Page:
- Finding the Money. I’ve built up a fair amount of liquid funds throughout my five decades. But I’m loathed to allocate those dollars toward anything but retirement funding, emergency expenses, or a nice vacation now and then. At the start of my real estate investing career, I could have freed up enough cash to spend on the first hard asset in my portfolio. Rather than dig into my own coffers, however, I used hard money lenders to finance my flips. These private entities understand the buy, rehab, and sell niche. Hard money folks offer timely funding not only for the purchase price of a distressed home but also for the repairs that inevitably accompany such an acquisition.
- Finding Reliable Contractors. I’m not terribly handy. I can handle demolition, painting, and landscaping but I need to hire plumbers, carpenters, and electricians. Finding reliable contractors can be tough. Quality referrals can be had from local real estate clubs or fellow investors. Since a quick sale is the goal of flipping homes, I can’t wait around for tradesmen to show up or reappear after spending a day or two on the job. Once I develop a solid relationship with these professionals, I forge loyalties to ensure that my ROI doesn’t suffer from a project being extended far beyond my set deadline for listing.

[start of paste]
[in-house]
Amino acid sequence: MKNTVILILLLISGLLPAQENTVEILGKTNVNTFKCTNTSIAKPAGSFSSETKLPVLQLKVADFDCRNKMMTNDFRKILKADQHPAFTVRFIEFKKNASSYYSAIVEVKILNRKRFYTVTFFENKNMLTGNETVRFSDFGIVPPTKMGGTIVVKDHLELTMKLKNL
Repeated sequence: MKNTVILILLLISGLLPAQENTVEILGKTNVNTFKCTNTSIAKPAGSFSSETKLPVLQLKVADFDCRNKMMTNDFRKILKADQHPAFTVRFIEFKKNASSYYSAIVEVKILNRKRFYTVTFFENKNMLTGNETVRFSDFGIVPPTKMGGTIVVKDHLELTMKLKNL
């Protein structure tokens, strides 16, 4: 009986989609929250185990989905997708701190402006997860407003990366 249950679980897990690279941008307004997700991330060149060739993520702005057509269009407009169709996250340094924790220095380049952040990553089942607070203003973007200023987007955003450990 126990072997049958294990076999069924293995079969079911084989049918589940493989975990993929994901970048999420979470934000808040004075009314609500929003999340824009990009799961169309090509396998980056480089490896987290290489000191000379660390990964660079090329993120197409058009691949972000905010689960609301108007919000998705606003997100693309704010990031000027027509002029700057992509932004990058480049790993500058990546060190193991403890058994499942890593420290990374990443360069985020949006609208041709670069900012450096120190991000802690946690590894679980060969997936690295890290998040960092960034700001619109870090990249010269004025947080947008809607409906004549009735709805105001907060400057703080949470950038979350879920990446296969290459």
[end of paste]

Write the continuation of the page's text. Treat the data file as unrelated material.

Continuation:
- Finding Buyers. There’s nothing worse than completing a rehab on schedule and have that house sit on the market for months past my targeted sales date. Interest accrues, utility bills continue to mount, and my projected ROI takes a hit. To avoid this scenario, I carefully assess the value and build quality of similarly located homes and take care not to upgrade beyond those standards. And then comes the price point. I study the comps and ask a reasonable price that meets my forecasted profit margin. Setting exorbitant list prices forces homes to spend a long time on the block, conveying to potential buyers that something might be amiss with the property. When I follow these rules, buyers come to my door.
Making a Good Business of Flipping NY Houses
My hobbies of cooking and golfing give me pure enjoyment, so flying by the seat of my pants never seems like a big deal. Investing my hard-earned money in real estate is a business, however. Although I initially relied on my own intuition, takes a good chunk of change to invest in—and that’s a matter I didn’t want to leave to chance. Finding the opportunity to become an independently owned and operated HomeVestors® franchisee transformed me from a self-reliant novice into a remarkably professional participant. In the Empire State, and all across the nation, HomeVestors® Development Agents have helped franchisees like me close on more than 140,000 deals since 1996.
Contact HomeVestors® today to find out how to cook up some investment gains of your own.